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My featured Merit Badge Awardee of the Week is Jill Lokke!

Jill Lokke (#6707) has received a certificate of achievement in Stitching & Crafting for earning a Beginner Level Basketry Merit Badge!

“I have been making baskets for many years, and even taught beginning basketry classes, so for this merit badge, I researched plaited, coiled, ribbed, and wicker basket techniques, and discovered that there is a lot of overlap, and my basketry books don’t always agree with the Wikipedia article. The baskets I have made are mostly plaited, with the materials woven over and under each other at right angles. I have also made some that are more of a wicker style, with very flexible weavers over spokes of a more rigid material. For both types, I usually begin by twining the base of the basket with a small diameter round reed. One of my earlier baskets is wicker-style on the bottom and ribbed at the top, with a braided rim, but I didn’t know that until I did the research.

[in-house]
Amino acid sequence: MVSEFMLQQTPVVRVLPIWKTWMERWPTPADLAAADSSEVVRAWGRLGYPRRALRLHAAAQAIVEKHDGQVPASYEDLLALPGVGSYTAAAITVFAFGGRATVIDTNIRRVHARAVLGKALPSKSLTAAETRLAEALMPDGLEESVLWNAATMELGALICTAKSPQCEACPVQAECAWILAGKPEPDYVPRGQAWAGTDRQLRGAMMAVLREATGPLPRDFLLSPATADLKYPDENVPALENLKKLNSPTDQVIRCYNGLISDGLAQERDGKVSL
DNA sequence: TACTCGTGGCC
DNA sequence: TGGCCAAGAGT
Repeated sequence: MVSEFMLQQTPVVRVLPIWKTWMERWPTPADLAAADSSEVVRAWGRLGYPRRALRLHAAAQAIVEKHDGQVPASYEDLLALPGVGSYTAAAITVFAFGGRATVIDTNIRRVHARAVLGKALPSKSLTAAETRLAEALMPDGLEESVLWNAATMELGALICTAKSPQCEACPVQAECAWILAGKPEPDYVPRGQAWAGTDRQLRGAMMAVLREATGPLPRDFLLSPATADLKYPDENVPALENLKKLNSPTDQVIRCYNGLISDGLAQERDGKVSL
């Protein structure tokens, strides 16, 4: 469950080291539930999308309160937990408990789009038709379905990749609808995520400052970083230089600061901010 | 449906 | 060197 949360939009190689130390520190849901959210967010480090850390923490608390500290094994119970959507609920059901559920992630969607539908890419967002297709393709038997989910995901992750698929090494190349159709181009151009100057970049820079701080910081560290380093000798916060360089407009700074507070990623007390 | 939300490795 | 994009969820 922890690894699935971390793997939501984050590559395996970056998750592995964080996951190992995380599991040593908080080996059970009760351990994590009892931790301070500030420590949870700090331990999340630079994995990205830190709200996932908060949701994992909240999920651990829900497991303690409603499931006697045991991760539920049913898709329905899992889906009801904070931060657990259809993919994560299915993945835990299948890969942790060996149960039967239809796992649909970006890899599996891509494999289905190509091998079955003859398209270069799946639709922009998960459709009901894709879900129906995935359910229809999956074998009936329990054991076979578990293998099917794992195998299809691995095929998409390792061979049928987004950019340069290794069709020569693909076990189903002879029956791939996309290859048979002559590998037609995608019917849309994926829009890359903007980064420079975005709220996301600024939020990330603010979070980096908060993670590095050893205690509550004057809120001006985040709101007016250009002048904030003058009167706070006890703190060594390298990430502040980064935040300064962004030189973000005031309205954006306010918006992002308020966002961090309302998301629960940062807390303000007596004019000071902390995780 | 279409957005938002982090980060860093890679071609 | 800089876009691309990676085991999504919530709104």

For my ‘first’ basket for this merit badge, I chose to make my first coiled basket. It is sea grass cording wrapped with my hand-spun, hand dyed wool yarn. I dyed it with indigo after spinning. The sea grass is entirely covered by the yarn.

In all, I spent at least four hours on the basket, and a couple of hours researching. I’ve already started looking into Native American basketry for the next level.

It was a lot of work for a tiny basket, but it’s very cute! The diameter is 4 1/2 inches and it’s 2 inches high. It will hold three eggs, which is about all I get in one day right now (6 hens).”

  1. Barbara Criss says:

    I used to spend hours watching my uncle make baskets and I very much admire a person who has the skill to make them.

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